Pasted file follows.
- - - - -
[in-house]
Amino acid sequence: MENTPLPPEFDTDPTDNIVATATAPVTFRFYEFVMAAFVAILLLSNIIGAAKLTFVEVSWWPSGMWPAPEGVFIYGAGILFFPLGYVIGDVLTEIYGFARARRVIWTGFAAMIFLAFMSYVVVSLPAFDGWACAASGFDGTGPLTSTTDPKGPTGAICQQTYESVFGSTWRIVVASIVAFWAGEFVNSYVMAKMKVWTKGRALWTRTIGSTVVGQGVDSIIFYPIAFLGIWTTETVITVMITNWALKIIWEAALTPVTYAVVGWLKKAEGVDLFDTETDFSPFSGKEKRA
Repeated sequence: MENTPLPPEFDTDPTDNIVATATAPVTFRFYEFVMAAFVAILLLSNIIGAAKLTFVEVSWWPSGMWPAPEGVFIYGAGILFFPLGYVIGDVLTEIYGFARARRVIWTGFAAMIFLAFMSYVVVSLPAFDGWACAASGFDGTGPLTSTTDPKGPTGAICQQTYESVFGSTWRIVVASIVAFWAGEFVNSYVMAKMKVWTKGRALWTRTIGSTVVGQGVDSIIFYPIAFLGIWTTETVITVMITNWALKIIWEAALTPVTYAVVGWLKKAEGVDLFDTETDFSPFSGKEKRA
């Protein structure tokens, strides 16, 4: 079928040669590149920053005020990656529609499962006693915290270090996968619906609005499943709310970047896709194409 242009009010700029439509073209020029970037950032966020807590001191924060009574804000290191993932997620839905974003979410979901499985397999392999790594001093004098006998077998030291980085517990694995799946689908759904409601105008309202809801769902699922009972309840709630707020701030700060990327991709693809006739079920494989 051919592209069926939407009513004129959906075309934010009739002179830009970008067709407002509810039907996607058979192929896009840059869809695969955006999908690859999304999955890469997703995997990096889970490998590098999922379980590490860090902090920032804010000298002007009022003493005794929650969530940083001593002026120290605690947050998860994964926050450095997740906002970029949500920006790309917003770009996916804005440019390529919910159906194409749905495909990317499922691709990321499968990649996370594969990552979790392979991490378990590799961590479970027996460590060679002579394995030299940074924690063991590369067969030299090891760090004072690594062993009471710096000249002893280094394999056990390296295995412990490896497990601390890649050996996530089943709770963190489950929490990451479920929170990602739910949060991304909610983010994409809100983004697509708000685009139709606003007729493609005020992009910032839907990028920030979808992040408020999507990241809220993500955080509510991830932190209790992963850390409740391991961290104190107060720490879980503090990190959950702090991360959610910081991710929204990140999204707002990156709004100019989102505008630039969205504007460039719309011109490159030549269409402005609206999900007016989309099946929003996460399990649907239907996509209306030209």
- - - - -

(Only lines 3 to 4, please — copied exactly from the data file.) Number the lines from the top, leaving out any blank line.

Repeated sequence: MENTPLPPEFDTDPTDNIVATATAPVTFRFYEFVMAAFVAILLLSNIIGAAKLTFVEVSWWPSGMWPAPEGVFIYGAGILFFPLGYVIGDVLTEIYGFARARRVIWTGFAAMIFLAFMSYVVVSLPAFDGWACAASGFDGTGPLTSTTDPKGPTGAICQQTYESVFGSTWRIVVASIVAFWAGEFVNSYVMAKMKVWTKGRALWTRTIGSTVVGQGVDSIIFYPIAFLGIWTTETVITVMITNWALKIIWEAALTPVTYAVVGWLKKAEGVDLFDTETDFSPFSGKEKRA
């Protein structure tokens, strides 16, 4: 079928040669590149920053005020990656529609499962006693915290270090996968619906609005499943709310970047896709194409 242009009010700029439509073209020029970037950032966020807590001191924060009574804000290191993932997620839905974003979410979901499985397999392999790594001093004098006998077998030291980085517990694995799946689908759904409601105008309202809801769902699922009972309840709630707020701030700060990327991709693809006739079920494989 051919592209069926939407009513004129959906075309934010009739002179830009970008067709407002509810039907996607058979192929896009840059869809695969955006999908690859999304999955890469997703995997990096889970490998590098999922379980590490860090902090920032804010000298002007009022003493005794929650969530940083001593002026120290605690947050998860994964926050450095997740906002970029949500920006790309917003770009996916804005440019390529919910159906194409749905495909990317499922691709990321499968990649996370594969990552979790392979991490378990590799961590479970027996460590060679002579394995030299940074924690063991590369067969030299090891760090004072690594062993009471710096000249002893280094394999056990390296295995412990490896497990601390890649050996996530089943709770963190489950929490990451479920929170990602739910949060991304909610983010994409809100983004697509708000685009139709606003007729493609005020992009910032839907990028920030979808992040408020999507990241809220993500955080509510991830932190209790992963850390409740391991961290104190107060720490879980503090990190959950702090991360959610910081991710929204990140999204707002990156709004100019989102505008630039969205504007460039719309011109490159030549269409402005609206999900007016989309099946929003996460399990649907239907996509209306030209």